This will truly allow your users to inform, and eventually even guide, your product strategy.
Segments of users
Let’s take this a step further.
Imagine your product’s NPS score is not bad. In fact, it might be pretty good.
However, you’re seeing a lot of customers churn. Why?
If everyone seems to like your product, via the good NPS scores, why are you seeing higher churn rates than usual?
You jump into your participant panel and filter it by different segments to see if you notice patterns.
What is this user segment’s collective NPS score? Has it changed over time?
By looking at your panel in this way you realize that one specific type of customer is giving lower NPS scores and tends to be unhappy with your product and is churning at a higher rate. 🤯
You realize that your product isn't serving this particular type of customer well. This information is immediately actionable.
Let’s look at a completely different use case.
You know that in the next quarter you want to invest in improving a specific area of your product.
What are the UX problems? Where are the opportunities?
You have a few ideas but you want to find out if you’re on the right path.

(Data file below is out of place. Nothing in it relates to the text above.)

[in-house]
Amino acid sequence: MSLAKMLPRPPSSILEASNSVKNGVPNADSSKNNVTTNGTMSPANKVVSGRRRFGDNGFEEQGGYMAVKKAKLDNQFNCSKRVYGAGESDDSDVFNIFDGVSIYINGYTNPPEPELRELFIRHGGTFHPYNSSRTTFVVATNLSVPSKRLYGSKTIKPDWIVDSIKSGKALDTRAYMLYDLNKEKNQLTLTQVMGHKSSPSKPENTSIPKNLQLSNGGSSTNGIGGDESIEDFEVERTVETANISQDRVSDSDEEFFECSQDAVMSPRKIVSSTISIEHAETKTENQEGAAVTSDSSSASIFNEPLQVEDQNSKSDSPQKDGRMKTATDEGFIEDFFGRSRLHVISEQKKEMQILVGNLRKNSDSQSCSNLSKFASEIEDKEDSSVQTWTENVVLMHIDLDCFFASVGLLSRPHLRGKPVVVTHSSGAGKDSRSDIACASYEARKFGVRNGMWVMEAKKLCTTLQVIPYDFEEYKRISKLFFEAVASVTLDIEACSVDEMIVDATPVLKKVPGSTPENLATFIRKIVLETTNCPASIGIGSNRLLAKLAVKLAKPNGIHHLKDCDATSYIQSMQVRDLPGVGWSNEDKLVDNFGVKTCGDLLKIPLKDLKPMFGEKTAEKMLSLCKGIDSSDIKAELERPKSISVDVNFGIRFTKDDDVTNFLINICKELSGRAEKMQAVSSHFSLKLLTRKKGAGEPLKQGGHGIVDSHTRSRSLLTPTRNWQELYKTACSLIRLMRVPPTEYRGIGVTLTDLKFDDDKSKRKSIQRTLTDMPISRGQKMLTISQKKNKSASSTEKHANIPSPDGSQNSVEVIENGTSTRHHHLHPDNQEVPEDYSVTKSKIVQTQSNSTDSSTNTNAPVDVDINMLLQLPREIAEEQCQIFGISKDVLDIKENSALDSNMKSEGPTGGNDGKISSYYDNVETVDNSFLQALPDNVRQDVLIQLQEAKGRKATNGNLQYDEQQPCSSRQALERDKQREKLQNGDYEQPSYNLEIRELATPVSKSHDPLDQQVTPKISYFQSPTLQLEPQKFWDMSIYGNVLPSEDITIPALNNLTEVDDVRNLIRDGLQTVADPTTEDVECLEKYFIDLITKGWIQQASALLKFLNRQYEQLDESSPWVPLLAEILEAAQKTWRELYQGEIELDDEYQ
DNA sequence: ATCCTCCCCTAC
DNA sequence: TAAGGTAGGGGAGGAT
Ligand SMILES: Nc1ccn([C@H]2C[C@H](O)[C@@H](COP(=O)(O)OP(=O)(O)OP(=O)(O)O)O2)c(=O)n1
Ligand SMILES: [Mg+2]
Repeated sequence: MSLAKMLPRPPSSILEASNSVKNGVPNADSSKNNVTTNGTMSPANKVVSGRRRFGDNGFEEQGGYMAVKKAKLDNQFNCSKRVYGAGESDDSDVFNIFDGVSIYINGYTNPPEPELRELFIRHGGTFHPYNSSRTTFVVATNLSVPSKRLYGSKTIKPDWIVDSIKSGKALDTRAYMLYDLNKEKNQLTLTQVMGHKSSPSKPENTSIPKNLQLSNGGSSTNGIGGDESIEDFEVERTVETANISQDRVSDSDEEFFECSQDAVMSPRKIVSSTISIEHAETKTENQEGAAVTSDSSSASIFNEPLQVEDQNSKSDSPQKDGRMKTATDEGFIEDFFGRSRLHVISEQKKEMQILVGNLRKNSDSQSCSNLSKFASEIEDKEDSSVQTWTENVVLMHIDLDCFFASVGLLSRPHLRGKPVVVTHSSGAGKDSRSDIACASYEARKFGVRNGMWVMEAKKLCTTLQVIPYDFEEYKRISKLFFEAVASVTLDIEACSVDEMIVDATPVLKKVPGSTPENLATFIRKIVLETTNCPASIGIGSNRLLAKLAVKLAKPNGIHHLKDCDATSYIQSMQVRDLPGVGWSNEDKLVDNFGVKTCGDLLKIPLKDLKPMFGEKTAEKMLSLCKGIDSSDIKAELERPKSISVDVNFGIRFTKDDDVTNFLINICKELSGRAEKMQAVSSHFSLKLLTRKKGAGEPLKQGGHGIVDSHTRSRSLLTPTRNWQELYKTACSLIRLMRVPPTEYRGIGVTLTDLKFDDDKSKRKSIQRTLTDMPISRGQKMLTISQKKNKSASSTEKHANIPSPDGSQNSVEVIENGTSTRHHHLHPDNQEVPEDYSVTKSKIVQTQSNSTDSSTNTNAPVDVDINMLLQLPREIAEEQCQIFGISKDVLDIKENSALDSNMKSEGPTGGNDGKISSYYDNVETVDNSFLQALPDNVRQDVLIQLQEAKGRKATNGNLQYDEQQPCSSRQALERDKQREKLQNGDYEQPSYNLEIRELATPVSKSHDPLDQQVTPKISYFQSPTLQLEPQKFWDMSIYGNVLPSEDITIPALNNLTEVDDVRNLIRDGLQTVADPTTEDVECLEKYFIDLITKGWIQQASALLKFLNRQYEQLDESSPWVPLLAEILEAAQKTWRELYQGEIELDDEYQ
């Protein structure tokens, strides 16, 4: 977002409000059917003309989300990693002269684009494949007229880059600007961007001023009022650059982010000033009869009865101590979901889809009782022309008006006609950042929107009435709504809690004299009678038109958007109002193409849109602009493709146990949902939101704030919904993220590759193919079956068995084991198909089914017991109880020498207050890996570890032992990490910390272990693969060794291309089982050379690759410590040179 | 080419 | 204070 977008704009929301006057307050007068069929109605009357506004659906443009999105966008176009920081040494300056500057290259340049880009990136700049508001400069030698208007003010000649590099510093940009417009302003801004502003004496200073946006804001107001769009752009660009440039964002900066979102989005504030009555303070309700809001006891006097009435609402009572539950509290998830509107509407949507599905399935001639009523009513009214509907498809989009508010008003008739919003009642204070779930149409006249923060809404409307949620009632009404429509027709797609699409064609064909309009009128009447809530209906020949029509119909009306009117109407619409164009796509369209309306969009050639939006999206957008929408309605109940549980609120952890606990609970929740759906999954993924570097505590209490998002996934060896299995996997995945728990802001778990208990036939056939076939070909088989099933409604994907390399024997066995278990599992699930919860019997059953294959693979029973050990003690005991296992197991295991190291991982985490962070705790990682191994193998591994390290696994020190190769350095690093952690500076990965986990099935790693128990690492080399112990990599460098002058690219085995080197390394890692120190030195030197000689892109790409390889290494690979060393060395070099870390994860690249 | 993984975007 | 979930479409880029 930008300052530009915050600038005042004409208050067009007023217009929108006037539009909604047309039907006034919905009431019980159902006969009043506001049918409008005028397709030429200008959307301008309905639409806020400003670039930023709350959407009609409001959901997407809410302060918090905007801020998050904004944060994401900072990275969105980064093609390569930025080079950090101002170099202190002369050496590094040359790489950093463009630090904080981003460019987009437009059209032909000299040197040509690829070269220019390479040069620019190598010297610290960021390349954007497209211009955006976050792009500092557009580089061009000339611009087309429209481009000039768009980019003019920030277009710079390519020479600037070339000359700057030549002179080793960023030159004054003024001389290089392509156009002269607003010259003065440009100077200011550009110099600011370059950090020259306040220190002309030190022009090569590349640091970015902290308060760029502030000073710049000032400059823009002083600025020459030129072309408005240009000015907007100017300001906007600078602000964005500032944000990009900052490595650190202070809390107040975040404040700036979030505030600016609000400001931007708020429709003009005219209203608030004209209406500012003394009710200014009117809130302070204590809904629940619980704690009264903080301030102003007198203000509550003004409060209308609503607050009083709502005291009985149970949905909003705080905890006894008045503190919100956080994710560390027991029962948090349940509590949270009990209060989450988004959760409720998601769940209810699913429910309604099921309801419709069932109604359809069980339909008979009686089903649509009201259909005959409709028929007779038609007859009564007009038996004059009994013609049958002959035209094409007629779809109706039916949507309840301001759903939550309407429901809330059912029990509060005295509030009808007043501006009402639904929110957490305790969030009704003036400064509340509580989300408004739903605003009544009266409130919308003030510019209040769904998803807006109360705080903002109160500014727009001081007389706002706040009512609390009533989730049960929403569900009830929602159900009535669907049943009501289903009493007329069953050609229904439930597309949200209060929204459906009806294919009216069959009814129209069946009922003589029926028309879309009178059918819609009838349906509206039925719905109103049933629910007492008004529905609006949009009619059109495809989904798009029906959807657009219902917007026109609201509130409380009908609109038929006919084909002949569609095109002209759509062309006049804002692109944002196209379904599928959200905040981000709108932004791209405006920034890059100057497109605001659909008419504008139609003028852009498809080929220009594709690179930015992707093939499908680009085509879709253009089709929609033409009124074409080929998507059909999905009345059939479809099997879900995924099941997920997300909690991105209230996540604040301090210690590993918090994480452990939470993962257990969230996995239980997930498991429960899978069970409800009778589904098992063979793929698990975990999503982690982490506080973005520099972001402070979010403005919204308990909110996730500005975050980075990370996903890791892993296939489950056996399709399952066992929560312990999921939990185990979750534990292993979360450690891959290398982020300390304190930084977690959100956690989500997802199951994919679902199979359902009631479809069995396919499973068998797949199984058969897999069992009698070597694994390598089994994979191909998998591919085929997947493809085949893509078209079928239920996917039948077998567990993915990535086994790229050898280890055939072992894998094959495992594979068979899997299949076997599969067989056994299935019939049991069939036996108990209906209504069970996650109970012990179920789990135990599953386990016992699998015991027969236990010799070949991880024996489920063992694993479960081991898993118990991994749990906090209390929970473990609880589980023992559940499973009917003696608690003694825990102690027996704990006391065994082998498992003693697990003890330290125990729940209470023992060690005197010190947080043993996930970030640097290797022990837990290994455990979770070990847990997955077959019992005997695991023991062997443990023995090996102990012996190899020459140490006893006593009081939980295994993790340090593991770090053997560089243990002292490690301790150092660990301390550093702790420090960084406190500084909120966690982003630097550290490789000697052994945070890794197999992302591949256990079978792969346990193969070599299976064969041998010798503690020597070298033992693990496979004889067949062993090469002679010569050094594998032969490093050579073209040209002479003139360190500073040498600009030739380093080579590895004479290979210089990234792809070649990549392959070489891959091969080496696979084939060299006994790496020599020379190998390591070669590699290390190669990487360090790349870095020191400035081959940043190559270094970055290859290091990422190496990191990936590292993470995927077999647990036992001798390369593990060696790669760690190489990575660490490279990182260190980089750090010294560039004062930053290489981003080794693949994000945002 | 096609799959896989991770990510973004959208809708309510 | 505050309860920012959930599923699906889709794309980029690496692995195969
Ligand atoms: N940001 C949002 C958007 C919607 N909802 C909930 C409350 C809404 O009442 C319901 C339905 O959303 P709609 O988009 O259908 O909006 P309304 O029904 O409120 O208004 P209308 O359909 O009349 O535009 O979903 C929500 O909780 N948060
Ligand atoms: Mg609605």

So, you take a look at your participant panel.
You filter it down to just those users who use that product area and that have opted in to talking with you.
You send them an email with a link to schedule a call with you.
After talking to a handful you are feeling confident about what the UX problems are with that product area and some opportunities too.
You then jump back into your participant panel and filter down to those users who don’t use that product area.
With that set of users you get clarity on what’s stopping users from using that specific product area and some ideas to increase adoption.
Can you see how, with both of these examples, the participant panel was a tool you could use to gather insights about your customers UX and specifically what actions to take to improve your product.
The key to these insights was talking to and looking at the right customers.
We’re just scratching the surface here. But you can see how meaningful groups or segments can bring some deep insights into your product’s UX.